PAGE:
Definitions

from Wiktionary, Creative Commons Attribution/Share-Alike License

  • v. Present participle of scourge.

Etymologies

Sorry, no etymologies found.

Examples

  • Ages in scourging authority and upholding the dignity of the downtrodden

    Nobel Prize for Literature 1997 - Press Release

  • The national chastisement, when it came, was consequently the more severe and the instruments employed by the Lord in scourging the revolted nation were

    Commentary Critical and Explanatory on the Whole Bible

  • There is as much injustice in scourging as in crucifying an innocent man; nor would it be justified by pretending that this would satisfy the clamours of the people, and make him the object of their pity who was not to be the object of their envy.

    Commentary on the Whole Bible Volume V (Matthew to John)

  • Pilate's design in scourging him was that he might not be condemned, which did not take effect, but intimated what was

    Commentary on the Whole Bible Volume V (Matthew to John)

  • "who emulates the jesters of the Middle Ages in scourging authority and upholding the dignity of the downtrodden"

    Literature 1997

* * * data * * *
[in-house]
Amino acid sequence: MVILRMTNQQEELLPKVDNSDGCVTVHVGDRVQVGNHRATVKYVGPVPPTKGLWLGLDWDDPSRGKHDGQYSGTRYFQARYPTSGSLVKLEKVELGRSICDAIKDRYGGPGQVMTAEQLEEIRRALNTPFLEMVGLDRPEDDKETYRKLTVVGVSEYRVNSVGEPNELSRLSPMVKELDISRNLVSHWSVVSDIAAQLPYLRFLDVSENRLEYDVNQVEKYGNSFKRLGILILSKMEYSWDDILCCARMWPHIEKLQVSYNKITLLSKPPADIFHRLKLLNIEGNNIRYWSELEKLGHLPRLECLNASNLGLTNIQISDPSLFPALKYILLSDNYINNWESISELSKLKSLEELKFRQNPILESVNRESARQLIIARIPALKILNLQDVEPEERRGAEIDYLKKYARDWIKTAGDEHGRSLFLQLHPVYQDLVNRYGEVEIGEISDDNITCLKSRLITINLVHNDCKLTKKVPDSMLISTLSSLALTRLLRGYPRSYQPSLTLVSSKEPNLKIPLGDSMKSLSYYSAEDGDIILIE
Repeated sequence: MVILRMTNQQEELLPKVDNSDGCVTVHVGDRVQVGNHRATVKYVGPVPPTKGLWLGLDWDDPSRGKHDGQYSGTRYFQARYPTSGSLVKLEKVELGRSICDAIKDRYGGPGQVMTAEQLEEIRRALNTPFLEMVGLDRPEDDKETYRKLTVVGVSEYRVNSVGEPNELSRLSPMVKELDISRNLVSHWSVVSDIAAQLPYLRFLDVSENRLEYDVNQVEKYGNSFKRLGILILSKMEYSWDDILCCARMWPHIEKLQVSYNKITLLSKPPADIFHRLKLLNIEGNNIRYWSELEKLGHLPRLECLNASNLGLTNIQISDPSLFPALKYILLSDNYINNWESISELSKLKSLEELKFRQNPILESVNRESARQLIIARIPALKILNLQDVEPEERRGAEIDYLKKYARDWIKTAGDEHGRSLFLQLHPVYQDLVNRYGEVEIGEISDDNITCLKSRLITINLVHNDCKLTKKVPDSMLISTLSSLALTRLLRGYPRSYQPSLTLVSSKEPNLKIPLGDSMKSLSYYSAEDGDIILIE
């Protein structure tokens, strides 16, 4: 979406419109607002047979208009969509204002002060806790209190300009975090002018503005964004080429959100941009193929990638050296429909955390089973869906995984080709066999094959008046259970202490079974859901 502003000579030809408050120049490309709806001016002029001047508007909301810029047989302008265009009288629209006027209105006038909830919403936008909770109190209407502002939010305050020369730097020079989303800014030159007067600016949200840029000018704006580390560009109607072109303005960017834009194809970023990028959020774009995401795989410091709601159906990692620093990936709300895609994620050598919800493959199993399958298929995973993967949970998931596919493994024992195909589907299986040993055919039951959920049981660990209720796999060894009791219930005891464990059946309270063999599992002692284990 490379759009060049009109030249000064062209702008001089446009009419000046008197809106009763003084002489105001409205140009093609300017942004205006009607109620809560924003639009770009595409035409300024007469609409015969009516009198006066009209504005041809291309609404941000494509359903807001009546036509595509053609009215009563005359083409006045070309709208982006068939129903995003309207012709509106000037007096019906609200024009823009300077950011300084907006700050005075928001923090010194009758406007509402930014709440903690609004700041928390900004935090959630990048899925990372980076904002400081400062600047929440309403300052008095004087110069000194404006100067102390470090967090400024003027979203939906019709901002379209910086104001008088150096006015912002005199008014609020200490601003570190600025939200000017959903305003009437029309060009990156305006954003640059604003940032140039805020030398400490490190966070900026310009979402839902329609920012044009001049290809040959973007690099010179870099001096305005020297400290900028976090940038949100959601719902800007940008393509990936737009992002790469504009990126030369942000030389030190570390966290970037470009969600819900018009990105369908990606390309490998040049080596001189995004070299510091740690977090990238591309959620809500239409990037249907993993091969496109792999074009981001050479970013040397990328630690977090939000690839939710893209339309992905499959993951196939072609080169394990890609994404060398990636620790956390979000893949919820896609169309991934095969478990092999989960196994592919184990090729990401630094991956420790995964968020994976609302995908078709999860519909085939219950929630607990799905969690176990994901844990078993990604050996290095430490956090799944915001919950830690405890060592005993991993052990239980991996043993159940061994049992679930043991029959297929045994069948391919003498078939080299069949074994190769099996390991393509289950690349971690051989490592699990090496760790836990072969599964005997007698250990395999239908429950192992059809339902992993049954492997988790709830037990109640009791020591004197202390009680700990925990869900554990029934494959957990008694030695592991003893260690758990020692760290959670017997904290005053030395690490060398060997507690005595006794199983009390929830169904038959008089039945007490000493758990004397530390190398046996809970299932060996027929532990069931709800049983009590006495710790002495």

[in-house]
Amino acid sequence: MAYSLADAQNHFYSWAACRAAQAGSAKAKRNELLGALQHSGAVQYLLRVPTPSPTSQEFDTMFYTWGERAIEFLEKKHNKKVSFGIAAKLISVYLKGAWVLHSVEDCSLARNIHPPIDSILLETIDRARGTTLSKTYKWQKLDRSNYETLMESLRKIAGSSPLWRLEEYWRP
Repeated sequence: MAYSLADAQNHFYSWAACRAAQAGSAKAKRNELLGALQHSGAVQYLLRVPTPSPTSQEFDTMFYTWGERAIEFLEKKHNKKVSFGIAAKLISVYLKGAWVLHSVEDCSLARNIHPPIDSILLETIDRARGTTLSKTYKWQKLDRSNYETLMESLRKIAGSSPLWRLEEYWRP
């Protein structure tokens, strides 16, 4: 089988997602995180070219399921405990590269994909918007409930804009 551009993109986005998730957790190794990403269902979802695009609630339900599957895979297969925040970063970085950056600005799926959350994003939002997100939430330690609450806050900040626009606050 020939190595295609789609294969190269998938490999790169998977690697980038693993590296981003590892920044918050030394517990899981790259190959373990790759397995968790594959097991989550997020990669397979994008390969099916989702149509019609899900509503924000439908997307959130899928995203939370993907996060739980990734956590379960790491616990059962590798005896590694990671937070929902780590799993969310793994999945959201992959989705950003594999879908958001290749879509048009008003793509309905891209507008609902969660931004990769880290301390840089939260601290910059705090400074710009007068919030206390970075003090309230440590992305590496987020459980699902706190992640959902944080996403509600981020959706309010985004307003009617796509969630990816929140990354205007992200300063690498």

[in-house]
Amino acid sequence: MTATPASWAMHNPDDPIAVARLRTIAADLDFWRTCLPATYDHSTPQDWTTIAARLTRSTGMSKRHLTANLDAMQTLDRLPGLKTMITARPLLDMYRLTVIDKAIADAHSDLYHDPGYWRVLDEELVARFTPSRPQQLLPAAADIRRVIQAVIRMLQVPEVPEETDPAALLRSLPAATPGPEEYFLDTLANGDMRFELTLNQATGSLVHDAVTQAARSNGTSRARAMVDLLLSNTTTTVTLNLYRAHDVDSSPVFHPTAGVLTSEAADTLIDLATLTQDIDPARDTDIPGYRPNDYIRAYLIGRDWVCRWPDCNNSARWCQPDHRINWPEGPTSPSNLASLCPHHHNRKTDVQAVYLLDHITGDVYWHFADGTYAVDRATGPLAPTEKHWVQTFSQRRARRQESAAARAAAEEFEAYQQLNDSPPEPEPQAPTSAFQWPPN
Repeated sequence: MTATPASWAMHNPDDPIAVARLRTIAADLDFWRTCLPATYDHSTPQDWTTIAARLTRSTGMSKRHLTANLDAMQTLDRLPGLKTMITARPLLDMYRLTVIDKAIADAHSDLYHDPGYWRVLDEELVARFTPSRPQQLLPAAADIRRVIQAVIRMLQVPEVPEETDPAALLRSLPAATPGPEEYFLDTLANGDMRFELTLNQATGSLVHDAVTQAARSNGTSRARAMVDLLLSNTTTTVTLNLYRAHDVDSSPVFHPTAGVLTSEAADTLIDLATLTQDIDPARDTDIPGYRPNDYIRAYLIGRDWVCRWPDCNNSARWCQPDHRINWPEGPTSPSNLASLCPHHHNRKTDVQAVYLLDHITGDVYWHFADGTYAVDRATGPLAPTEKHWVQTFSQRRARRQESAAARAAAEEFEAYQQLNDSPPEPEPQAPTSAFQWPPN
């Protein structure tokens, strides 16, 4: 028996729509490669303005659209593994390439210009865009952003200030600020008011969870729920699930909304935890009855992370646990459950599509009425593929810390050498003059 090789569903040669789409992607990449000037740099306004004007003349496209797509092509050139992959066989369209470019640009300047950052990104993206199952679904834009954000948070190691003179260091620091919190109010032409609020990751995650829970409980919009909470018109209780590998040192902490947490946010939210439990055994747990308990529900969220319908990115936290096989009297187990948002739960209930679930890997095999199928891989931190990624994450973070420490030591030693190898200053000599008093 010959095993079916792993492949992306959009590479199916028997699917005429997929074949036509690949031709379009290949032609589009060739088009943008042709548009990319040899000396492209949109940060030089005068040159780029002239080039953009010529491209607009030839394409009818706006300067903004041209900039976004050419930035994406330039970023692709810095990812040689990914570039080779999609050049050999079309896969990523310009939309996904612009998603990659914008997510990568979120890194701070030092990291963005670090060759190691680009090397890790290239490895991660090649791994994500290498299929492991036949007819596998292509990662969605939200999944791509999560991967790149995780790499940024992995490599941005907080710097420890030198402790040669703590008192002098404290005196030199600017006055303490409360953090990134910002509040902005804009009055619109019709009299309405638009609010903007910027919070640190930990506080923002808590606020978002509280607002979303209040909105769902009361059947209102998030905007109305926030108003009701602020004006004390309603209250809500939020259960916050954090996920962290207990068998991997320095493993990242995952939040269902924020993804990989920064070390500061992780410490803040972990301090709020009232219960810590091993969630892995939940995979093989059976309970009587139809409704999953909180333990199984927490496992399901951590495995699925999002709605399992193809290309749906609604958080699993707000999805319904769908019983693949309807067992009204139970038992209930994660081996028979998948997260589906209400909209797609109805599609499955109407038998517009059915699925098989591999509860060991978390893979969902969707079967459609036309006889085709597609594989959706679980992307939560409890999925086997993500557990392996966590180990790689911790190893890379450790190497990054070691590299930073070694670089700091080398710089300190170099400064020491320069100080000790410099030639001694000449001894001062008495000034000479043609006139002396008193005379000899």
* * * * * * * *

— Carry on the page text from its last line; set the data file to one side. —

• In Houselander's view, then, it would actually be Jasper who in this scene most resembles Christ, who is doing WJWD, revealing his love and in return receiving a scourging, which is given on a religious pretext, no less.

    Archive 2008-06-01

  • To this he replied, "Dulcinea is a maiden still, and my passion more firmly rooted than ever, our intercourse unsatisfactory as before, and her beauty transformed into that of a foul country wench;" and then he proceeded to give them a full and particular account of the enchantment of Dulcinea, and of what had happened him in the cave of Montesinos, together with what the sage Merlin had prescribed for her disenchantment, namely the scourging of

    Don Quixote

  • To this he replied, "Dulcinea is a maiden still, and my passion more firmly rooted than ever, our intercourse unsatisfactory as before, and her beauty transformed into that of a foul country wench;" and then he proceeded to give them a full and particular account of the enchantment of Dulcinea, and of what had happened him in the cave of Montesinos, together with what the sage Merlin had prescribed for her disenchantment, namely the scourging of Sancho.

    Don Quixote

  • One of these "scourging" exorcisms runs partly as follows:

    A History of the warfare of Science with Theology in Christendom

  • One thinks of the highwayman with his eyes shut in the "Arabian Nights"; and wonders whether any kind of scourging would prevail upon the Anglican highwayman to open "first one and then the other."

    On the Old Road, Vol. 2 (of 2) A Collection of Miscellaneous Essays and Articles on Art and Literature

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